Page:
Adam Butler: Okay. That makes sense. Thanks for the color there. And then just one last one for me. It was good to see the pickup in mortgage production during the quarter. And I think, as you alluded to in the presentation, it was attributable potentially to the originators that were hired this year. How much of that do you think was attributable to them and the original team? And do you think that level is sustainable? I think it was 1.2 million this quarter – 1.3 million this quarter. Do you think that’s sustainable throughout the year or will go up?

Scott Wylie: Sure. What’s going to happen with the 10-year treasury, Adam?

Adam Butler: Good question.

Scott Wylie: Well, to give a little more serious answer, we’ve hired, I think, seven or eight new MLOs since late last year, and there are a total of about 25 or so MLOs that are active producers. So that’s a pretty significant increase. Maybe a third of the MLO for us is new over the last 90 days. And actually, we've been pleasantly surprised at their productivity. They, a lot of times take three months or six months to kind of build a pipeline and get it going. And we're actually seeing them producing some nice results already in Q1 and going into Q2. The real production in Q2, the improved earnings in Q1, I mean, came from a combination of volume and rate. And so we saw a nice improvement in the gain on sale, and we saw a nice increase in volume. And as looking back, we did our monthly mortgage department review this morning, and I was looking back over the last 12 months, and there were many months last year where we were losing $250,000 in the mortgage operation contribution, and we made $250,000 in March, and that's just, I mean, obviously, $6 million swing annualized is a very big number for us. So it is really great to see, if we see rate stability it seems like we could have a better year this year as the year progresses. Last year, obviously was record low production in the industry for like 30 years. And so we're hopeful that that improves as we go through the year this year. And now we have some more MLOs to support that. Julie, you answered that question, because Julie looks over our mortgage area and is much closer to it than I am. Did I miss any of the key points there? I'm sorry.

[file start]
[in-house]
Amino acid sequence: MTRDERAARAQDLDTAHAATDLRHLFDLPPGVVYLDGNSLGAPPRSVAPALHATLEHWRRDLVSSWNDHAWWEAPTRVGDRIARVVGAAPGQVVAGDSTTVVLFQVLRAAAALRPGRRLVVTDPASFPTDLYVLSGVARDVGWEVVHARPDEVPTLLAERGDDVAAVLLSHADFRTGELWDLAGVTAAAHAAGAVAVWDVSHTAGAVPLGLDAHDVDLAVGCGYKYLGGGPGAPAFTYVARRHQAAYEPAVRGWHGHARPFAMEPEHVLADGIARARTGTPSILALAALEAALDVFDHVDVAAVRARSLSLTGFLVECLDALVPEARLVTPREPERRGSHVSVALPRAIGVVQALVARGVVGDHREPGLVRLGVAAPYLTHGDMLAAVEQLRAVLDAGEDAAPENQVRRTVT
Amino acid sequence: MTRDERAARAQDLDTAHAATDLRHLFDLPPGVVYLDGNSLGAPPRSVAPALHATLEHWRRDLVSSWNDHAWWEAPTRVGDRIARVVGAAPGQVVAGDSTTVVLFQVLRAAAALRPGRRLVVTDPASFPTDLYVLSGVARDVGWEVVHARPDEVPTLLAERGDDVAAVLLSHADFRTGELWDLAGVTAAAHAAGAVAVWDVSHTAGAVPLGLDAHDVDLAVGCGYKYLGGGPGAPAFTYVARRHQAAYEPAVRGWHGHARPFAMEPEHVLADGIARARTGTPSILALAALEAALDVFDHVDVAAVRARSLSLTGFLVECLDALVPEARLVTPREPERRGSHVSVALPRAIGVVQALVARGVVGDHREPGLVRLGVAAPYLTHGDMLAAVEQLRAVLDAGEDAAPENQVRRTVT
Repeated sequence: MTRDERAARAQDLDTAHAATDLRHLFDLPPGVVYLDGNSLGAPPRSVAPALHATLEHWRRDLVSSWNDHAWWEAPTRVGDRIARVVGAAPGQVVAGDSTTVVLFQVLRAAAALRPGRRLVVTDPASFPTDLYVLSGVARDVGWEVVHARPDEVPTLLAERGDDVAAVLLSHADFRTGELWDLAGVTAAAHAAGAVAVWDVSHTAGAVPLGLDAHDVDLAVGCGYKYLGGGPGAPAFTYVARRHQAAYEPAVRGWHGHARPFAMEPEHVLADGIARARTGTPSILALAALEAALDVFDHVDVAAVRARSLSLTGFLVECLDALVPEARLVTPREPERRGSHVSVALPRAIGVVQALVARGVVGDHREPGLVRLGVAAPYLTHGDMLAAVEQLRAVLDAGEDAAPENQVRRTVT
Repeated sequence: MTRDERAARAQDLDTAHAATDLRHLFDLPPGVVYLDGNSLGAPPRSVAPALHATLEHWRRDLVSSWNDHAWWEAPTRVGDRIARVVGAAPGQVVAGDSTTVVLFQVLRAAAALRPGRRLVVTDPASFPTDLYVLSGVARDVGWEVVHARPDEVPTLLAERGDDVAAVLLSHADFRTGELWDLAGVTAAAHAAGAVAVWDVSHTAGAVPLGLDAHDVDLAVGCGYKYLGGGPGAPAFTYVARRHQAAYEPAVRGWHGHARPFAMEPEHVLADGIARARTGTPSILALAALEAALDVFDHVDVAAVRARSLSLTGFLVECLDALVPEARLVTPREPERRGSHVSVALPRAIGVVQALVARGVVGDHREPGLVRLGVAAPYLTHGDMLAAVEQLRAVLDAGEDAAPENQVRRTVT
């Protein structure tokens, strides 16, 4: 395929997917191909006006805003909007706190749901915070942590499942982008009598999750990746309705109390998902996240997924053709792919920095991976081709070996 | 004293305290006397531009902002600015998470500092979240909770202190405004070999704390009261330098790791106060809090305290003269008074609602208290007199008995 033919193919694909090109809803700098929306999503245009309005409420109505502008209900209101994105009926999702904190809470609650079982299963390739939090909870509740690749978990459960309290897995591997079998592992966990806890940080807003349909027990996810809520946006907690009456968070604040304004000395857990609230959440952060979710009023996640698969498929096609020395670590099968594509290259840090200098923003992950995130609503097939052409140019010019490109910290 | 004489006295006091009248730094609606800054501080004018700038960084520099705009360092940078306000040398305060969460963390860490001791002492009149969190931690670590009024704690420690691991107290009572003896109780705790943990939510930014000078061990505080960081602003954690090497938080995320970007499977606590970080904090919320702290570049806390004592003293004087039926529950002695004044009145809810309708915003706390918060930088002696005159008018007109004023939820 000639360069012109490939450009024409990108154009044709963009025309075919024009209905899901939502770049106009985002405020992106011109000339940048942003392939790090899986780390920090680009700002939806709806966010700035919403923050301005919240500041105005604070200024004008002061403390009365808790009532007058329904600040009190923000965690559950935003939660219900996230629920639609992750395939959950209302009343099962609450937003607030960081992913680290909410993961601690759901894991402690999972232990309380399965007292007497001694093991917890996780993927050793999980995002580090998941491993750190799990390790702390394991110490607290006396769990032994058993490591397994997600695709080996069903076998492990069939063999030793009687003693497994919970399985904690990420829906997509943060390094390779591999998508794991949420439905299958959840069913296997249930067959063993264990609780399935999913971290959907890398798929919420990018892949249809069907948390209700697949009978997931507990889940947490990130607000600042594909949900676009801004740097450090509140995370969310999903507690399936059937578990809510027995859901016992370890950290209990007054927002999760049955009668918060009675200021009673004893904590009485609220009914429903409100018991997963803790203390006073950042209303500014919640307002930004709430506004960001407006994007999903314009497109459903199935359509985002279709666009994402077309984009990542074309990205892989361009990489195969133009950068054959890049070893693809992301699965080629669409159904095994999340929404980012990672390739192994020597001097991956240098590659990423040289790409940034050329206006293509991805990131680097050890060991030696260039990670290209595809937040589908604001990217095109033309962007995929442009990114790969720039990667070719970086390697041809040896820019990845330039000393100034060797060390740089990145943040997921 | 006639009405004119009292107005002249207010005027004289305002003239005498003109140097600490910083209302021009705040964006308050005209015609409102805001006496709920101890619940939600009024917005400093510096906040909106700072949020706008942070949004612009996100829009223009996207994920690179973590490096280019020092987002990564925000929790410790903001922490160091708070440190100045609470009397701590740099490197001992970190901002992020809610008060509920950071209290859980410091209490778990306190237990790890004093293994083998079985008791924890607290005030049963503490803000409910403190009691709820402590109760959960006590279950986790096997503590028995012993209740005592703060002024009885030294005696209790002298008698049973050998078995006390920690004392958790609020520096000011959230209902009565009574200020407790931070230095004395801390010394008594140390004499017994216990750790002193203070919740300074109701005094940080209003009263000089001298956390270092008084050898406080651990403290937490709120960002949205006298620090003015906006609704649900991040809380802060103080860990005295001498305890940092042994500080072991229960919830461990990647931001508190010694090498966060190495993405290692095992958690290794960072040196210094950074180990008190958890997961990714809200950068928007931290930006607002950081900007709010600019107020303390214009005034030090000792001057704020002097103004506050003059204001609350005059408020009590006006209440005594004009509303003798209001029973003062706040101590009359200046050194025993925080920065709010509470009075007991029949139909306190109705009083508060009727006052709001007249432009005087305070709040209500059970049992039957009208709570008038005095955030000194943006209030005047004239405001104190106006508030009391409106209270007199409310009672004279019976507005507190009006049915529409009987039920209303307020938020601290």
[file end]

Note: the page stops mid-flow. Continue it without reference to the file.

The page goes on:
Julie Courkamp: No.

Scott Wylie: That's my bad.

Adam Butler: Well, it's great to hear, and I hope the momentum within the team continues. And thanks for taking my questions.

Scott Wylie: Yes.

Operator: Thank you. One moment for our next question, please. Our next question comes from the line of Ross Haberman with MIH Investments [ph]. Your line is now open.

Unidentified Analyst: Good morning, Scott. How are you guys? Most of my questions have been answered. Thank you. I just want to go back. I think you said 700,000 in this quarter related was legal. Again, was that mostly related to the non-performers? And hopefully that'll begin to moderate over the next couple quarters as these non-performers are resolved. Would that be a good assumption?

Scott Wylie: That's what I said, and David's nodding his head yes. So I think that's materially correct, yes.

Unidentified Analyst: Okay. And the half a million you lost, are you insured? Does insurance cover any of that? I think you said it was a check – was it check kiting or something or fraud or something?